Release date: September 5, 2016
Anne Pierson was a top-notch Washington journalist until a liaison with the wrong man implicated her in scandal. Years later, she’s hiding out in backwoods Turkey, working as a translator near the ancient Hittite site of Karakuyu, determined to keep her past a secret and avoiding personal relationships. But her quiet little world is turned upside down when she meets American archaeologist Renaud Townsend.
Renaud knows little about this foreign country or the project he’s been sent to manage after the former boss disappeared. Anne’s refusal to be his translator troubles him, but instinct tells him he can rely on her. Or is that only desire speaking? A lusty love affair for the duration of the summer dig would definitely help him adjust.
When Anne’s reputation links her to stolen artifacts and murder at the site, their budding romance comes skidding to a halt. To clear her name, she must sacrifice her safety and reach out to trust Renaud. But is there enough time to give love a second chance?
Sensuality Level: Sensual
J. Arlene Culiner, who was born in New York and raised in Toronto, has spent most of her life in England, Germany, Holland, Turkey, France, Greece, Hungary, and the Sahara. She now resides in a 300-year-old former inn in a French village of no real interest. Much to everyone’s dismay, she protects all living creatures—especially spiders—and her wild (or wildlife) garden is a classified butterfly and bird reserve. She can be found at www.j-arleneculiner.com.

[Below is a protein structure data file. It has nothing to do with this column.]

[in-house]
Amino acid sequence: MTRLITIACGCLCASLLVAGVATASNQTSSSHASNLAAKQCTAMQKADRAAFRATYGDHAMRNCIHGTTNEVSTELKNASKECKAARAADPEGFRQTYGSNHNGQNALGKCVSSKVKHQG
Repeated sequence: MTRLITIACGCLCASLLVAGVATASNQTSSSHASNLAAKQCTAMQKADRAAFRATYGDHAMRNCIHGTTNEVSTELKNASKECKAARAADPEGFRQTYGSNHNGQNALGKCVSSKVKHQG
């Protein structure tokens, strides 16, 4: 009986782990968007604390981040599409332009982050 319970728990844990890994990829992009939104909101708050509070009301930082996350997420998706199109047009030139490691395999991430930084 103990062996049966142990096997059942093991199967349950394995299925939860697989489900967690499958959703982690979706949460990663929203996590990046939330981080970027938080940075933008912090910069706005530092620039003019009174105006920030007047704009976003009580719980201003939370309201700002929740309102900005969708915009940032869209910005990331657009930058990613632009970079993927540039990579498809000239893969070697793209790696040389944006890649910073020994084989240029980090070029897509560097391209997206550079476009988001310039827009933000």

An excerpt from The Turkish Affair:
Anne watched whirlpools of dust rise, shimmer briefly, and vanish. Like phantoms. Ghosts of a forgotten world. Four thousand years ago, this stubborn earth felt the weight of Hittite warriors, of merchant convoys with cargoes of fragrant spice. But those days were long gone. Now, no armies clanged over the plain; there was no tang of cardamom in the burning air.
The mocking voice sliced into her reverie, snapping her back to the present. Turning abruptly, she saw archaeologist Nick Carlson coming up the passage leading out of Karakuyu. He was right, too: where were the American tourists she was translating for? Gone. Asim, their Turkish guide, must have led them into the ancient city while she’d been standing here, dreaming. That didn’t make her look very competent. Even worse, Nick, a man who didn’t like her much, although she had no idea why, had caught her out.
She managed a nonchalant shrug. “Not lost, Nick. Just temporarily misplaced.” Then sauntering past him, she headed down the sloping walkway into a forecourt lined with the booths of souvenir sellers. And there they were, clumped around site’s entry. Not ghosts, but her group of tourists, frazzled-looking in their heat-wilted shorts, gaudy shirts, and shapeless sunhats.
“What a strange place,” someone was muttering disconsolately. “So empty feeling.”
“Sinister, that’s the word for it,” added an even more negative voice.
Sinister? Ridiculous. Anne loved this archaeological site and its unique atmosphere. She forced a breezy note into her voice as she joined them. “Call it desolate, if you want. But not sinister.” Keeping a lighthearted atmosphere and maintaining cohesive calm were important when tour guiding. Unfamiliar surroundings and a difficult climate could change nervous folks into rebellious tyrants in a few, shattering seconds. When—and if—that happened, the Turkish Tourist Board would hear about it; in this part of the world, jobs weren’t easy to come by, particularly for foreigners.